The first of four automated stations was installed on Okanese land earlier in October through a partnership with the University of Saskatchewan (U of S). Members of the community were also trained on how to install and maintain the equipment.
The climate monitoring stations will record the local temperature, rainfall, humidity, air pressure and wind. Data will be used in two related projects: a climate change adaptation plan and a drinking water protection plan.
The initiative is supported by $125,000 over three years from Crown-Indigenous Relations and Northern Affairs Canada.
U of S department of geography and planning faculty member Bob Patrick is a co-leader of the partnership. He said it’s important the planning process draws on both western scientific knowledge and Indigenous knowledge.
“Blending western and Indigenous land-based knowledge to address pressing issues like climate change and water protection is a win-win for everyone,” Patrick said in a press release.
“We’ll be listening to what the instruments are saying and what the elders are saying, and seeing how one can corroborate the other.”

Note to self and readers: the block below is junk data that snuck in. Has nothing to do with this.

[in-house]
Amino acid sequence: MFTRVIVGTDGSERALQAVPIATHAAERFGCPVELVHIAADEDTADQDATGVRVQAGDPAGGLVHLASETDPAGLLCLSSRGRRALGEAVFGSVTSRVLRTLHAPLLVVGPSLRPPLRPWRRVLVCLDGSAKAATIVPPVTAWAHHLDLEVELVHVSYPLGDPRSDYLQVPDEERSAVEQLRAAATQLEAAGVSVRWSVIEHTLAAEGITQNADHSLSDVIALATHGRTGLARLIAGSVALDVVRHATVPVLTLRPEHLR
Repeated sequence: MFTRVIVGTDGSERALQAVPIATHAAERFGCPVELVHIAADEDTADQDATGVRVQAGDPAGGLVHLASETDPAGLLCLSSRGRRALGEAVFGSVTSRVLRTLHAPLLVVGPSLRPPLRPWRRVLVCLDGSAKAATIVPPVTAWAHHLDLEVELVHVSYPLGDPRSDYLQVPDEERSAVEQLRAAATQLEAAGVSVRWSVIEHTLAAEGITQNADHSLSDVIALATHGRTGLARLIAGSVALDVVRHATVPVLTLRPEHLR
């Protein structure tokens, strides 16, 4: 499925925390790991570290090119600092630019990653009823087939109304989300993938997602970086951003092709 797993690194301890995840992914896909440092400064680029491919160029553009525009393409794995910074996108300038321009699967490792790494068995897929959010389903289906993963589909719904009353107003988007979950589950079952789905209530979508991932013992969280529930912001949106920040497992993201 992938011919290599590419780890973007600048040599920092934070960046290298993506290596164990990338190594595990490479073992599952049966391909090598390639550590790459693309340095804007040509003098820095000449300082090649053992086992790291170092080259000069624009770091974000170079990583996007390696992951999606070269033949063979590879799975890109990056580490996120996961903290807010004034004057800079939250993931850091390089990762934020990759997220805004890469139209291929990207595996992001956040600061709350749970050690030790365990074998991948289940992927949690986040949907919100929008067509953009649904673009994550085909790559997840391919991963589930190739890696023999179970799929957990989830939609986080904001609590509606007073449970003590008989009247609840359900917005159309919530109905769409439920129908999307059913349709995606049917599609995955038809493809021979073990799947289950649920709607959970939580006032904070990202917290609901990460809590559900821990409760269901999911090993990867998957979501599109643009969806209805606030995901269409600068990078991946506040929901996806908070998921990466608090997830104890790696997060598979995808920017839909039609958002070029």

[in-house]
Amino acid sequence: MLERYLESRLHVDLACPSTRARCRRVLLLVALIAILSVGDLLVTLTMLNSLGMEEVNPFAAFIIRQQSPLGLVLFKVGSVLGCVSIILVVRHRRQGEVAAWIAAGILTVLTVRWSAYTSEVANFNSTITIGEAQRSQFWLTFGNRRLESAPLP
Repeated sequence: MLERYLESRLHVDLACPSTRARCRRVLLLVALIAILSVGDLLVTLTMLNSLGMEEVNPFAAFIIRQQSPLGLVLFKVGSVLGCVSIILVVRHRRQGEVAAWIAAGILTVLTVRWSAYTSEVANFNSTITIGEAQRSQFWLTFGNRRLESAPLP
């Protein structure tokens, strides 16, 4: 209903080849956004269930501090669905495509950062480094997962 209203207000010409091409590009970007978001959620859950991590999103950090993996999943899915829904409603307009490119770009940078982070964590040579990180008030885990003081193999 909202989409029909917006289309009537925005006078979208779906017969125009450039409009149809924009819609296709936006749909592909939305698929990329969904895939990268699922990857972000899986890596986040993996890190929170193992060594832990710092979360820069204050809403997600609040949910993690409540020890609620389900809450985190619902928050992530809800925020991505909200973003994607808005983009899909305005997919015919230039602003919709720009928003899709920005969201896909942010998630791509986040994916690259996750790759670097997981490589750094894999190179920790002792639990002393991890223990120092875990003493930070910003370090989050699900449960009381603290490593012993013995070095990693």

Patrick will facilitate meetings in the coming weeks where Okanese members will identify risks posed by climate change and develop an action plan.
The goal of the project is to help restore the local ecological balance as well as the community’s relationship with the land.
“Climate change threatens Kikawinaw Askiy (Mother Earth)—our lands, water, plants and, ultimately, our livelihood—all that gives us life,” Okanese First Nation Chief Marie-Anne Daywalker-Pelletier said in a press release.
“As First Nations, we have a duty to protect the land.”
Grass fires fueled by drought and threats to the community’s drinking water supply are among the concerns that motivated the second project. A protection plan is expected to be developed through the partnership.
The Okanese First Nation is roughly 100 kilometres northeast of Regina.
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